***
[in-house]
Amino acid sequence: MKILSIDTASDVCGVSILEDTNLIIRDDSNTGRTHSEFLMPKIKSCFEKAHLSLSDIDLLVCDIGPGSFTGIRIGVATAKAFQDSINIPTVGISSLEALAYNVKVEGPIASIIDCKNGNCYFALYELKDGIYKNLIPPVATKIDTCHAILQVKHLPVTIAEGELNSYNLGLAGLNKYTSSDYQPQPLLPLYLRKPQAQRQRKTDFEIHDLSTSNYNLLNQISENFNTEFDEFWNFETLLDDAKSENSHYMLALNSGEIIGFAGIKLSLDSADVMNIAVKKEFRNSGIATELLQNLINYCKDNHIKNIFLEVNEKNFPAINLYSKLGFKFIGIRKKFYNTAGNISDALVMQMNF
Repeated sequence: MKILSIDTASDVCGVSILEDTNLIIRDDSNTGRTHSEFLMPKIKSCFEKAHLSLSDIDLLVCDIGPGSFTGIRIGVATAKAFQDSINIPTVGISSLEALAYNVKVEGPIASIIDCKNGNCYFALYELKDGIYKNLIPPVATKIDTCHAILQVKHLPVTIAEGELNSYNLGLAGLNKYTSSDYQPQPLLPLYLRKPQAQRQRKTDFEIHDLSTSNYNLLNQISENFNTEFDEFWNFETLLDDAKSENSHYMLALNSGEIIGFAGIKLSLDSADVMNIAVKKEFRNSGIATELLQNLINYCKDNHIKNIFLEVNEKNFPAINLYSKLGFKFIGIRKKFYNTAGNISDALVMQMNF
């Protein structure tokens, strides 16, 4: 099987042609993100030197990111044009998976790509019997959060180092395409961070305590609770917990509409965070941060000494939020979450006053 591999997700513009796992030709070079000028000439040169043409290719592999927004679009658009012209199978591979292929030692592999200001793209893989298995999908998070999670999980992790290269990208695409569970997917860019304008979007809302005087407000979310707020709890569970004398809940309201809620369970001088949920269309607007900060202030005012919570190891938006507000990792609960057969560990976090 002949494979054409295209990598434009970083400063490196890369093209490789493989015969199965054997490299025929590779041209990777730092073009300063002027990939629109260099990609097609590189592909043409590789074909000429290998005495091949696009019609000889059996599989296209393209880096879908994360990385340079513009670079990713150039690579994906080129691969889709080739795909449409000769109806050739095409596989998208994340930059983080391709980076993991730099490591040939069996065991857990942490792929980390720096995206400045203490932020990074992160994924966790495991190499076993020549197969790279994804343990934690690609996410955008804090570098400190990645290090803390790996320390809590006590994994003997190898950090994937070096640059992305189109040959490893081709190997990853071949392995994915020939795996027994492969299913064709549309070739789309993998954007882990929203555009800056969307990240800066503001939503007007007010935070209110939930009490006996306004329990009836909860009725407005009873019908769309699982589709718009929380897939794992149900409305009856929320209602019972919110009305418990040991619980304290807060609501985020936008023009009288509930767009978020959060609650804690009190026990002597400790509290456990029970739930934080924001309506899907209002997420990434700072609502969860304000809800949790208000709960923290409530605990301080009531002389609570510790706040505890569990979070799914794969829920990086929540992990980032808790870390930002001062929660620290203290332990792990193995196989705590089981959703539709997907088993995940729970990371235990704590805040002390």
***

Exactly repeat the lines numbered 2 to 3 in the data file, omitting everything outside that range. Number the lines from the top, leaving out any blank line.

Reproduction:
Amino acid sequence: MKILSIDTASDVCGVSILEDTNLIIRDDSNTGRTHSEFLMPKIKSCFEKAHLSLSDIDLLVCDIGPGSFTGIRIGVATAKAFQDSINIPTVGISSLEALAYNVKVEGPIASIIDCKNGNCYFALYELKDGIYKNLIPPVATKIDTCHAILQVKHLPVTIAEGELNSYNLGLAGLNKYTSSDYQPQPLLPLYLRKPQAQRQRKTDFEIHDLSTSNYNLLNQISENFNTEFDEFWNFETLLDDAKSENSHYMLALNSGEIIGFAGIKLSLDSADVMNIAVKKEFRNSGIATELLQNLINYCKDNHIKNIFLEVNEKNFPAINLYSKLGFKFIGIRKKFYNTAGNISDALVMQMNF
Repeated sequence: MKILSIDTASDVCGVSILEDTNLIIRDDSNTGRTHSEFLMPKIKSCFEKAHLSLSDIDLLVCDIGPGSFTGIRIGVATAKAFQDSINIPTVGISSLEALAYNVKVEGPIASIIDCKNGNCYFALYELKDGIYKNLIPPVATKIDTCHAILQVKHLPVTIAEGELNSYNLGLAGLNKYTSSDYQPQPLLPLYLRKPQAQRQRKTDFEIHDLSTSNYNLLNQISENFNTEFDEFWNFETLLDDAKSENSHYMLALNSGEIIGFAGIKLSLDSADVMNIAVKKEFRNSGIATELLQNLINYCKDNHIKNIFLEVNEKNFPAINLYSKLGFKFIGIRKKFYNTAGNISDALVMQMNF